Thursday, 14 May 2009

Young Golden Rod- a surprise

Posted by Helen

Goldenrod in March 2009
Golden rod in flower August 2008
When we were first planting the dye garden I told Enys I wanted Golden Rod. Much against her inclination as a gardener as golden rod spreads fast and can be difficult to control Enys planted golden rod saying "you want golden rod you will have goldenrod- a whole garden of it". Goldenrod as a dye is a fabulous bright light fast yellow and at the very first dye workshop I ever ran someone gave us huge amount of goldenrod which we over dyed in Indigo when it gave a glorious emerald green. So obviously I wanted goldenrod and if I don't have a garden of it the original two plants have spread very considerably and so last week I actually cleared goldenrod which was threatening to choke a dwarf willow and which was looking a bit beleaguered. Enys on a waste not want not principle said to me sternly "are you going to try dyeing with that?" So of course I did as I was told and tried the immature plants for dye. Normally Goldenrod is one of those plants that you dye with when in full flower. The flower heads on their own give the clearest yellow I think but the whole plant gives a golden yellow with perhaps the slightest of green over tones.

Yellow from mature Golden Rod September 2007

I had cleared perhaps a dozen plants about a foot high so I chopped them up very roughly covered with water and heated very slowly and gently for about 12hours. The water was a deep brown to my surprise so I drained off the dye bath and repeated the extraction.
Into the resulting dye bath I put my ubiquitous Teeswater fleece and a 100 g of 18.5micon merino tops which has been in a very weak indigo vat and was dyed a very pale blue with lots of white areas. Both had been mordanted in 8 % alum 7% Cream of tartar.
The Teeswater took the colour first turning a soft pinky purple while the merino looked a rather unpromising grey. After 6 hours or so the merino began to look a greyish purple. Gingerly I added a drop of ammonia to see whether it would brighten the colours and the whole bath went a deep green. This change is rather reminiscent of the colour from elderberries which change from purple to green (and back again) with a pH change.
The resulting colour has proved very difficult to photograph looking blue or grey or even purple against different background.

To my eye it looks a dark turquoise, my husband ( red green deficient in his vision) says to him it looks green. Looking at the merino across the garden it look a dark grey with a green tinge. The odd thing is in all the photos I have taken I cannot get one that looks green. Whatever the colour is it is somewhat a surprise to get it from a plant

Teeswater looking purple against my red gold broom All the photos are of the same merino and Teeswater curls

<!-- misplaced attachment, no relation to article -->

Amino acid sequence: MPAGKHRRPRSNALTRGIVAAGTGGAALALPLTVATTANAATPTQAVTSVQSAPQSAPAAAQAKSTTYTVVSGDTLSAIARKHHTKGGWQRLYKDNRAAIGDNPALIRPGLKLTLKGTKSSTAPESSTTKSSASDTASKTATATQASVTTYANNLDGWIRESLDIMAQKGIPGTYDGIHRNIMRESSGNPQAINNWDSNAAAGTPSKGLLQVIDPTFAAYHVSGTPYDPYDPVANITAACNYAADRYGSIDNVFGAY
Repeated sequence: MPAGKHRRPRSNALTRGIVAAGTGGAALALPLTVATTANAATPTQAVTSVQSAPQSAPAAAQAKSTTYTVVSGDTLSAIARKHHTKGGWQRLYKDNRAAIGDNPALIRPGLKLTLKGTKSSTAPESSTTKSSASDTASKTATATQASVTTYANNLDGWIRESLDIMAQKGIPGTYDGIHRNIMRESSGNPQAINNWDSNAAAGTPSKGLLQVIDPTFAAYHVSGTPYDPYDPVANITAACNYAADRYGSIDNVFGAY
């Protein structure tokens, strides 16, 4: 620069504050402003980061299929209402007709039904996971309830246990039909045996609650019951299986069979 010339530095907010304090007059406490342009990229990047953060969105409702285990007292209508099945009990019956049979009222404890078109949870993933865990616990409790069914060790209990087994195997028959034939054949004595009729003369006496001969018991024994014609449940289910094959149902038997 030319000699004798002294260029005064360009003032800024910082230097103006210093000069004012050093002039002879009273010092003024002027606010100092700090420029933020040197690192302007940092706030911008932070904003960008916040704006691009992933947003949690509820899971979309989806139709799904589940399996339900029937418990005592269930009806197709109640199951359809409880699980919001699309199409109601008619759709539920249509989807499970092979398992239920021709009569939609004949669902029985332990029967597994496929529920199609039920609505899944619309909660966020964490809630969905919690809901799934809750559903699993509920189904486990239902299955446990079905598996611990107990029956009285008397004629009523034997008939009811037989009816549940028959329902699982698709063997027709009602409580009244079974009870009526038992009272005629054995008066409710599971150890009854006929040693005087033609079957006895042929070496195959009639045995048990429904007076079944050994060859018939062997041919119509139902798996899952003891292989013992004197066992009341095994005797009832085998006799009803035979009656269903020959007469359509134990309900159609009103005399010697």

which later will give bright yellow. I had expected pale or non existent yellow
The chemicals in the plant must change significantly as the plant matures.But why?


  1. Marvelous, Helen! Of course I'll have to try as goldenrod is really invasive and can be found easily around where I live. Hope it gives the same interesting colour on my Jezersko-solčavska ovca wool.

  2. I would love to see the colour you get from it. I also thought it might be worth seeing if it faded.

  3. My golden rod has wander out of the dye plant bed now and into the lawn, but the lawn mower copes with that! I dug around the patch with a spade to cut the roots of this spring and then a fork to remove errant roots. However, I love the flowers and I love the yellow colour it gives.

  4. How interesting!
    I think I have once dyed with goldenrod in June, before it flowers, and gotten pale yellow, but I have never tried it early in the spring.There are so many surprises in natural dyes, thanks for this:)

  5. Hello - I love the colours on your blog and have given you the Bella Award. To find out more go to

  6. Hi Helen

    I've nominated you for the Bella Award for your wonderful blog. Please see this link:

    Best wishes


  7. Thanks Alison -very kind of you.:)

  8. Oh oh oh :-(( I got nothing like your surprise colour, just a yellow very similar to your Yellow from mature Golden Rod September 2007, even more intense, lovely - but yellow. My plants were over half metre high, so twice the height of yours and probably more mature cause the climate in my part of Slovenia might be warmer than yours. It is interesting that immature whole plants (without any flowers or even buds) gave almost the same colour as the one you obtained from flowers only.
    Not the surprising colour yopu got but a nice experiment anyway.

  9. Hi Ladka-that is very interesting.I am just about to try another lot that I cleared yesterday so I will see what happens